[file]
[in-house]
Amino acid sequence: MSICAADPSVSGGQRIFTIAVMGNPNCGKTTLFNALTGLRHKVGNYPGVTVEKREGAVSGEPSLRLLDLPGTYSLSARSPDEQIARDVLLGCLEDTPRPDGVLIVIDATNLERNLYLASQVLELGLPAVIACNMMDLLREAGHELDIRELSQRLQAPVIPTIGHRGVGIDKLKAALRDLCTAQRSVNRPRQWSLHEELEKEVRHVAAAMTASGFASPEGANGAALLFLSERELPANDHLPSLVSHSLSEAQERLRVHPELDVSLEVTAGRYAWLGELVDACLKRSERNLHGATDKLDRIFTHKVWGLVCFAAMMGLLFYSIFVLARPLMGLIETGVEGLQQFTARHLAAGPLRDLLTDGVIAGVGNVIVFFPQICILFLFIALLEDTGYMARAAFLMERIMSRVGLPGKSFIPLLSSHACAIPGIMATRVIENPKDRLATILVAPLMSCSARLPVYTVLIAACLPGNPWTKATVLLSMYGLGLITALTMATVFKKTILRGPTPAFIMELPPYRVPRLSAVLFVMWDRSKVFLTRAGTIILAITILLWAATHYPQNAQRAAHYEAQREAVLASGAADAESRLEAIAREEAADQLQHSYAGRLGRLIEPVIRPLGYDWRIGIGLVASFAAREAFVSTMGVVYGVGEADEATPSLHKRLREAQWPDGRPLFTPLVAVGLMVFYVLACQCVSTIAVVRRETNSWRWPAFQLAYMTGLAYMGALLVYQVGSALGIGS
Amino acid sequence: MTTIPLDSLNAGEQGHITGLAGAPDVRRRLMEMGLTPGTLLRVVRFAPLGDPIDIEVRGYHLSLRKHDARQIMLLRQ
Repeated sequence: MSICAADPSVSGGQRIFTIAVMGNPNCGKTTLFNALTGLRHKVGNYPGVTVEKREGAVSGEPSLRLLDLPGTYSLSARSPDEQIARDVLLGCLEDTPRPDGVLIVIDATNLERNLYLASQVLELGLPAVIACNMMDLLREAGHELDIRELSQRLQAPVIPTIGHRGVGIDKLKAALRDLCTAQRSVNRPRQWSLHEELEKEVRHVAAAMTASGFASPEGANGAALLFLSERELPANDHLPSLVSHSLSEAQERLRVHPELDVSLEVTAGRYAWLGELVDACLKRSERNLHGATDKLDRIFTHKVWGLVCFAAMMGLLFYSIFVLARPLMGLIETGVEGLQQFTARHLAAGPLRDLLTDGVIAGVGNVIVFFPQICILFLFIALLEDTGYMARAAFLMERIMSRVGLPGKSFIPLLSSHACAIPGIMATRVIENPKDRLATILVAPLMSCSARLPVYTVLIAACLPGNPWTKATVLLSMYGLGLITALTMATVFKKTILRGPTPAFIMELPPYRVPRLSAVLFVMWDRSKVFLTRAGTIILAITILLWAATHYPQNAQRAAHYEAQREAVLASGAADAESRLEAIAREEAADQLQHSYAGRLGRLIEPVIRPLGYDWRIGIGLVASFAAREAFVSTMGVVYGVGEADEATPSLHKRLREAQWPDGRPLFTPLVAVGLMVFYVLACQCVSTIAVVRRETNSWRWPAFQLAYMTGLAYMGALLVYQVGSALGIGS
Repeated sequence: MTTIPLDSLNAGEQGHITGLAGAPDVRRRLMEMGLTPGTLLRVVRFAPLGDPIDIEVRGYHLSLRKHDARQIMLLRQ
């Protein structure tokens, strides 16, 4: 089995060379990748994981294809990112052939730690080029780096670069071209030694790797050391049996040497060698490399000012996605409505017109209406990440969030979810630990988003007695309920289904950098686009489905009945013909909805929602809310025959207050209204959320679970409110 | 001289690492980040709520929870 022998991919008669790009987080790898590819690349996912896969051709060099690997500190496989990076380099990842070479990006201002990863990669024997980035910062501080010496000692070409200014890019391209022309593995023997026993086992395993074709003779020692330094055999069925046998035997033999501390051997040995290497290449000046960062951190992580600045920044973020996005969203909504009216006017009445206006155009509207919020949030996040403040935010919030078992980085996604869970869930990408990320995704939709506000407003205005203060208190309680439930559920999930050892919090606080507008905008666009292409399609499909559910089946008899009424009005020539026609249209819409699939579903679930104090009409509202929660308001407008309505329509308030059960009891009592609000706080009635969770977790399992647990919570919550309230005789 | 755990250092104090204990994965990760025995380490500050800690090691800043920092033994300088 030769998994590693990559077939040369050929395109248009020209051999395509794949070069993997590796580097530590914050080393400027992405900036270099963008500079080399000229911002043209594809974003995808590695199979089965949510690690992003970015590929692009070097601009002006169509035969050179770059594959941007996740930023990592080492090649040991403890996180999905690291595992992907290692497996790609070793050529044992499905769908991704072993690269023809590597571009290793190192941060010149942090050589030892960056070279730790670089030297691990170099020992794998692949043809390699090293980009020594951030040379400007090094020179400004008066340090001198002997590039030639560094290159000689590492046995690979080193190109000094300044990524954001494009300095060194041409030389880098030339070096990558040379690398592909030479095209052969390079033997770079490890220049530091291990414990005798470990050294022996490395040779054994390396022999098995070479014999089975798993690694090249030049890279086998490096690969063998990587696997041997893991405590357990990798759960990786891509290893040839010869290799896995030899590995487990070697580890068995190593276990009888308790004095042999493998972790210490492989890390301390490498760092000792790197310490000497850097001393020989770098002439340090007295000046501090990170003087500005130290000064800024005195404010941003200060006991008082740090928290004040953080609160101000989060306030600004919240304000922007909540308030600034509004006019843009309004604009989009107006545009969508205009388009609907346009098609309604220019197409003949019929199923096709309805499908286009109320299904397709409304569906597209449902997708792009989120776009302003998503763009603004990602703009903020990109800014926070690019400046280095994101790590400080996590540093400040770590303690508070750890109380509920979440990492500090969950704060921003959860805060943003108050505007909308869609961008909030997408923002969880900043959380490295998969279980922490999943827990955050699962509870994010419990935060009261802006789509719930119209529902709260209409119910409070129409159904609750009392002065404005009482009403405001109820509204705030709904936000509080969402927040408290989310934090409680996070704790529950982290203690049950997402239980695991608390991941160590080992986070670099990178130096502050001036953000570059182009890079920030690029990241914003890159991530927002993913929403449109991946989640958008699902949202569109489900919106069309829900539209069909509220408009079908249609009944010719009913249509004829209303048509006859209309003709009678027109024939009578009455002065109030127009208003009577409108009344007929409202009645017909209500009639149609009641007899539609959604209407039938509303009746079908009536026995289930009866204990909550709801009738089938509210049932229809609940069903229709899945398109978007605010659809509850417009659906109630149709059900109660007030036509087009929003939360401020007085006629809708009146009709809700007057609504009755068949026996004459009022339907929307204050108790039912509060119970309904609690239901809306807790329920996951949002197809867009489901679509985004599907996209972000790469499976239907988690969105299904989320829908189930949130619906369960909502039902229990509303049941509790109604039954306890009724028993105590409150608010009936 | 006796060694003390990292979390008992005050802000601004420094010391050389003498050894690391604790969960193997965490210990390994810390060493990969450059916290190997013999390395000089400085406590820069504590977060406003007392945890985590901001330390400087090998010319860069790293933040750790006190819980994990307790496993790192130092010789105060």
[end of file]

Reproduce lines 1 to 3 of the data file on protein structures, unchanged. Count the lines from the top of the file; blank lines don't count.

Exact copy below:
[in-house]
Amino acid sequence: MSICAADPSVSGGQRIFTIAVMGNPNCGKTTLFNALTGLRHKVGNYPGVTVEKREGAVSGEPSLRLLDLPGTYSLSARSPDEQIARDVLLGCLEDTPRPDGVLIVIDATNLERNLYLASQVLELGLPAVIACNMMDLLREAGHELDIRELSQRLQAPVIPTIGHRGVGIDKLKAALRDLCTAQRSVNRPRQWSLHEELEKEVRHVAAAMTASGFASPEGANGAALLFLSERELPANDHLPSLVSHSLSEAQERLRVHPELDVSLEVTAGRYAWLGELVDACLKRSERNLHGATDKLDRIFTHKVWGLVCFAAMMGLLFYSIFVLARPLMGLIETGVEGLQQFTARHLAAGPLRDLLTDGVIAGVGNVIVFFPQICILFLFIALLEDTGYMARAAFLMERIMSRVGLPGKSFIPLLSSHACAIPGIMATRVIENPKDRLATILVAPLMSCSARLPVYTVLIAACLPGNPWTKATVLLSMYGLGLITALTMATVFKKTILRGPTPAFIMELPPYRVPRLSAVLFVMWDRSKVFLTRAGTIILAITILLWAATHYPQNAQRAAHYEAQREAVLASGAADAESRLEAIAREEAADQLQHSYAGRLGRLIEPVIRPLGYDWRIGIGLVASFAAREAFVSTMGVVYGVGEADEATPSLHKRLREAQWPDGRPLFTPLVAVGLMVFYVLACQCVSTIAVVRRETNSWRWPAFQLAYMTGLAYMGALLVYQVGSALGIGS
Amino acid sequence: MTTIPLDSLNAGEQGHITGLAGAPDVRRRLMEMGLTPGTLLRVVRFAPLGDPIDIEVRGYHLSLRKHDARQIMLLRQ